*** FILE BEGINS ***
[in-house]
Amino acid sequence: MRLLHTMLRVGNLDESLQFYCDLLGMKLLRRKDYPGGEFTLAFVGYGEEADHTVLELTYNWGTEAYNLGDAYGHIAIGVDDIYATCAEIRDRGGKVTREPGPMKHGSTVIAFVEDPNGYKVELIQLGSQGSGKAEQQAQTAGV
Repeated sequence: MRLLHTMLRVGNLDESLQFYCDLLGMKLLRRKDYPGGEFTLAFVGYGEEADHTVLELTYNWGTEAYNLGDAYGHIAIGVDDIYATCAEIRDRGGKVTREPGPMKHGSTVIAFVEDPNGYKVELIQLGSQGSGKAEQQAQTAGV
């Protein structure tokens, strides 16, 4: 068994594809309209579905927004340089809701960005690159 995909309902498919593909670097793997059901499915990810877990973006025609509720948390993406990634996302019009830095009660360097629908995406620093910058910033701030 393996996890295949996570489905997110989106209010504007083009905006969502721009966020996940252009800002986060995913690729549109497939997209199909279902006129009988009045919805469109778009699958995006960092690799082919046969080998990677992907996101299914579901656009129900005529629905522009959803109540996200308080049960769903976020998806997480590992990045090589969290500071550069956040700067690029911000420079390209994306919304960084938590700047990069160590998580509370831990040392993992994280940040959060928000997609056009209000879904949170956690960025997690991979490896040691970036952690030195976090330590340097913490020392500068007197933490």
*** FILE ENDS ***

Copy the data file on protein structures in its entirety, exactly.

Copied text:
[in-house]
Amino acid sequence: MRLLHTMLRVGNLDESLQFYCDLLGMKLLRRKDYPGGEFTLAFVGYGEEADHTVLELTYNWGTEAYNLGDAYGHIAIGVDDIYATCAEIRDRGGKVTREPGPMKHGSTVIAFVEDPNGYKVELIQLGSQGSGKAEQQAQTAGV
Repeated sequence: MRLLHTMLRVGNLDESLQFYCDLLGMKLLRRKDYPGGEFTLAFVGYGEEADHTVLELTYNWGTEAYNLGDAYGHIAIGVDDIYATCAEIRDRGGKVTREPGPMKHGSTVIAFVEDPNGYKVELIQLGSQGSGKAEQQAQTAGV
């Protein structure tokens, strides 16, 4: 068994594809309209579905927004340089809701960005690159 995909309902498919593909670097793997059901499915990810877990973006025609509720948390993406990634996302019009830095009660360097629908995406620093910058910033701030 393996996890295949996570489905997110989106209010504007083009905006969502721009966020996940252009800002986060995913690729549109497939997209199909279902006129009988009045919805469109778009699958995006960092690799082919046969080998990677992907996101299914579901656009129900005529629905522009959803109540996200308080049960769903976020998806997480590992990045090589969290500071550069956040700067690029911000420079390209994306919304960084938590700047990069160590998580509370831990040392993992994280940040959060928000997609056009209000879904949170956690960025997690991979490896040691970036952690030195976090330590340097913490020392500068007197933490």